As at 2014, Lenovo-Motorola was still the 3rd largest smartphone manufacturer in the world, but its market share globally has not be good for since then. So, what could have happened?
Back in 2012, Lenovo was one of the top 5 smartphone brands in the world, but over the last few years, this brand has lost so much marketshare. To be sure, it still is the world’s largest personal computer vendor by unit sales, as of March 2019.
Lenovo acquired IBM’s PC business in 2005 and did good with it. Its PC busines is doing extremely well. The focus of this article is the mobile business, where it has been on a downward slide despite churning out some really solid smartphones.
When was the last time Lenovo was mentioned as a strong contender in a conversation around high-end smartphones? When was the last time you, the reader, had a Lenovo on your list of possible smartphone purchases?
This year, 2019, alone, Lenovo-Motorola has announced a number of smartphones. The Moto branded phones have gotten a lot of attention in the press, but while the Lenovo branded ones have also been the the press, the mindshare is not as strong. It is almost as if there is a mental block against Lenovo smartphones.
Lenovo-Motorola: From 2014 to 2019
in 2014, Lenovo also acquired American smartphone company, Motorola Mobility, as a means to expand its smartphone footprint to the USA. And so Motorola became a Lenovo company. At that time, Lenovo-Motorola combined was the 3rd largest manufacturer of of smartphones by volume. That was 5 years ago.
The Motorola smartphone brand had struggled for years under its original parent company, Motorola, and then under Google. An acquisition by a top smartphone and PC maker was a good thing and onlookers expected that Lenovo would be able to bring back life to this brand that was once the world’s largest mobile maker.
Over the next few years, however, Lenovo-Motorola bounced back-and-forth over branding indecisions. Lenovo was already big in smartphones, but Motorola also had brand value thanks to its history, and especially its roots as an American company. One can imagine the dilemma: which brand should take the spotlight? Should both brands run side-by-side, or should one absorb the other completely?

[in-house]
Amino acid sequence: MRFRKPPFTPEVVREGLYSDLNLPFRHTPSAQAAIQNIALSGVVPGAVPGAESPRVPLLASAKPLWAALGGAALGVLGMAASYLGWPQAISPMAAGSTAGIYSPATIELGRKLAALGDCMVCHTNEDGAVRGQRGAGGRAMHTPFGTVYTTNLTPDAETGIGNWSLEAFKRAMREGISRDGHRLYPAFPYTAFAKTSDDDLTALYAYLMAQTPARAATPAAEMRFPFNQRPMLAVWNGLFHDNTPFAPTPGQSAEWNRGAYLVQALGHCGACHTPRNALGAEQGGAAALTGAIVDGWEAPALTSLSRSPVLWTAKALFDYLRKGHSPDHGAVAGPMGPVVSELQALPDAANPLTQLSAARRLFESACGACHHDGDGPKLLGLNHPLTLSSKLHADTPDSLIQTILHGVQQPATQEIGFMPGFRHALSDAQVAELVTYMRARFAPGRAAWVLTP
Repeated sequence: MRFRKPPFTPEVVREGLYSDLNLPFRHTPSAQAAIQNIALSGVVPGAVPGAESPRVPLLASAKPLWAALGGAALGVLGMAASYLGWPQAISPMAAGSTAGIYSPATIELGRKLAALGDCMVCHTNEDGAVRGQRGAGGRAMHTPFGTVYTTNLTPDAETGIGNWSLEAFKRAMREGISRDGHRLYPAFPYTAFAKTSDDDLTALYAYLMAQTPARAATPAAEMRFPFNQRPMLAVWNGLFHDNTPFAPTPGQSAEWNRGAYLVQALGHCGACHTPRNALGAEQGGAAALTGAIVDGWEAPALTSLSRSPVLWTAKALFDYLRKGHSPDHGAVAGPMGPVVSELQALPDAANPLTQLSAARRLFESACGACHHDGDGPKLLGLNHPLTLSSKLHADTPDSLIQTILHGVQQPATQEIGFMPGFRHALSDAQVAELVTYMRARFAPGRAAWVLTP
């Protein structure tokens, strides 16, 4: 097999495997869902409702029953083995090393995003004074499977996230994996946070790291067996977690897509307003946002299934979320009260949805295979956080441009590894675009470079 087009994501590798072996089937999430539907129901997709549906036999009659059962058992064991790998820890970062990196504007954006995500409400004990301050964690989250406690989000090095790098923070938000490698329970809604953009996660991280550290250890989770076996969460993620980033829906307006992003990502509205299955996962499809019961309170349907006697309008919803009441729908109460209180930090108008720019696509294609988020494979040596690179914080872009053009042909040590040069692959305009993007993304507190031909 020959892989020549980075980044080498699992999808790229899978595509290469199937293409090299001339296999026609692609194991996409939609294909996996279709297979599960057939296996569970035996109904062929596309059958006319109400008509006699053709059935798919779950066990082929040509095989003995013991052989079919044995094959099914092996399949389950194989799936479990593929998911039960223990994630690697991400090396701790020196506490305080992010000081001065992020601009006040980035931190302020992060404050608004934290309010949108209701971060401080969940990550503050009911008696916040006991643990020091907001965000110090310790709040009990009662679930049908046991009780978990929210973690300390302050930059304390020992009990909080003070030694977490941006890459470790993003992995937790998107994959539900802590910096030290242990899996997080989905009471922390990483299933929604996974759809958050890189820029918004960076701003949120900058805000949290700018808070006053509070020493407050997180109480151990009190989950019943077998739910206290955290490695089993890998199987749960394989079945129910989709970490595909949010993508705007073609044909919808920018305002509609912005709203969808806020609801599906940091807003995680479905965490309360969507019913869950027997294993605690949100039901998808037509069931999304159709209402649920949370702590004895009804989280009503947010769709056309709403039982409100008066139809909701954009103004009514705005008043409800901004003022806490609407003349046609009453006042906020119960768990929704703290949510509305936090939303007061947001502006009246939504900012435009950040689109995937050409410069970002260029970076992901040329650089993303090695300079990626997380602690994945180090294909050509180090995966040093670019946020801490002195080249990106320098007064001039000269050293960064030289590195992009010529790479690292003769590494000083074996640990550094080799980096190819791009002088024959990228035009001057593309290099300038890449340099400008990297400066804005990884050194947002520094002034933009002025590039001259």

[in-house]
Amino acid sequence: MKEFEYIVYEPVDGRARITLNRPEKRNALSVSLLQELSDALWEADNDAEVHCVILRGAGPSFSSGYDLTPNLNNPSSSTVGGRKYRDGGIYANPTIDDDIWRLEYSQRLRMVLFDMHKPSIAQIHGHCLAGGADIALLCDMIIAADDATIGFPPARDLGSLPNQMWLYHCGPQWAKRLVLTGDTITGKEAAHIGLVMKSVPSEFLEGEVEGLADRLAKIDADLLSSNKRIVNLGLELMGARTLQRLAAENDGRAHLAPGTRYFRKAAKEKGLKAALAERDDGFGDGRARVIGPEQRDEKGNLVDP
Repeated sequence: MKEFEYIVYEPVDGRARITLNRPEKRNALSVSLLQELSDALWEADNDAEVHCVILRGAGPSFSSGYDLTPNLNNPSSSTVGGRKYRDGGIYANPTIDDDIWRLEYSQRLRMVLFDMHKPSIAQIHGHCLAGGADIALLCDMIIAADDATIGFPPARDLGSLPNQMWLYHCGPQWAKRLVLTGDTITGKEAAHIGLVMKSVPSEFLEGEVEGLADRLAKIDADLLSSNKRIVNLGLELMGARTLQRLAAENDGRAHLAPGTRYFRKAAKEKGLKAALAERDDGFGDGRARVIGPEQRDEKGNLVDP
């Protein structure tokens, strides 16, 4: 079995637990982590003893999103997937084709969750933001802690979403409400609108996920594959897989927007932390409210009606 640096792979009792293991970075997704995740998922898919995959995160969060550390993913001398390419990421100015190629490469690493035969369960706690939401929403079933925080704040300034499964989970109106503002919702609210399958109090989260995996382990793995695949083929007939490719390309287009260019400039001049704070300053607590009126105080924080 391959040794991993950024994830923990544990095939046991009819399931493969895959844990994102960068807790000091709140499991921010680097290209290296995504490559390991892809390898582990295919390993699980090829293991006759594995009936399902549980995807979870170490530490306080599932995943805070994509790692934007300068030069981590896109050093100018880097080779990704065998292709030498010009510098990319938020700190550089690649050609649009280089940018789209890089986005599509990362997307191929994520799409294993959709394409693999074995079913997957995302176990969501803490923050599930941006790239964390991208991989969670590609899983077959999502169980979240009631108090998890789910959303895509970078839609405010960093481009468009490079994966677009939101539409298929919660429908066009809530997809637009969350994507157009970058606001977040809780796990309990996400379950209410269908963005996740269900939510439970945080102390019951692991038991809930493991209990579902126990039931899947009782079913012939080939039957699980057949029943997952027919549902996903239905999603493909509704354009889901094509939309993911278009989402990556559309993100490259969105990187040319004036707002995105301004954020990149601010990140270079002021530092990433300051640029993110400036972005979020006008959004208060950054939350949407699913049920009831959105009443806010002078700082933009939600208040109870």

And so, the dance kicked off.
In 2015, the company announced that Lenovo would be absorbed into the Motorola brand.
Then in 2016, Lenovo said they would drop the Motorola branding and use just Moto instead.
By 2016, Lenovo had dropped off the world’s top 5 smartphone brands chart. Its place was taken by OPPO and/or Vivo.
In 2017, Lenovo-Motorola made another u-turn and decided to retain the Motorola branding. Sigh.
The combined global market share of Lenovo-Motorola has been on a slow decline since the acquisition in 2014. Odd. One would have expected a surge in marketshare, or at the least, some growth. But that was not to be. From the 2014 acquisition, Lenovo-Motorola has consistently dropped away..silently..like a listing ship.
As at 2018, the brand was in 8th place globally in terms of smartphone shipment.
Motorola’s legacy lives, but it isn’t selling much
Motorola smartphones get good press, largely out of American sentiments: this was an American brand that was loved, and much of the online tech press is American. So, that sentiment continues to produce great press coverage for the brand. But sales of Motorola phones have not been corresponding with the high-profile press they get.
The brand has a strong footing in South America, and that is mostly it. In Africa, Motorola all but lost whatever mindshare it had and eventually packed up and left. The story is pretty much the same in most places that the Moto brand once was vibrant.
The good news in all of these is that after years of trimming operations, Motorola Mobile finally made its first profit since the 2014 acquisition.
Meanwhile, Lenovo makes superb smartphones that barely get talked about. The Lenovo Z5 Pro GT, hit the market in January 2019 and it is barely talked about. And it isn’t for lack of impressive specs and features. It uses a Snapdragon 855 chip, has a whopping 12 GB of RAM, and has one of those cool mechanical sliders at the top that houses the selfie dual camera.
So, we are looking at a cool and powerful smartphone that is as notchless as notchless can be. Since then, other interesting devices have been announced, including Lenovo Z6 Pro, which is fitted with a 48 megapixel quadruple rear camera, a Snapdragon 855 processor, a 12GB RAM variant and a 4000mAh battery. The Z6 Youth Edition is another, this time a mid-ranger but also with decent specs.
Even in China, its home territory, Lenovo Mobile, has lost marketshare. The story is the same elsewhere. Like Motorola, the brand upped and left Africa eventually due to poor sales. In India, the rave of the moment, the brand is not a top contender either.
While other Chinese smartphone brands are taking new grounds, Lenovo-Mobile keeps fading quietly away. Can the company turn the tide?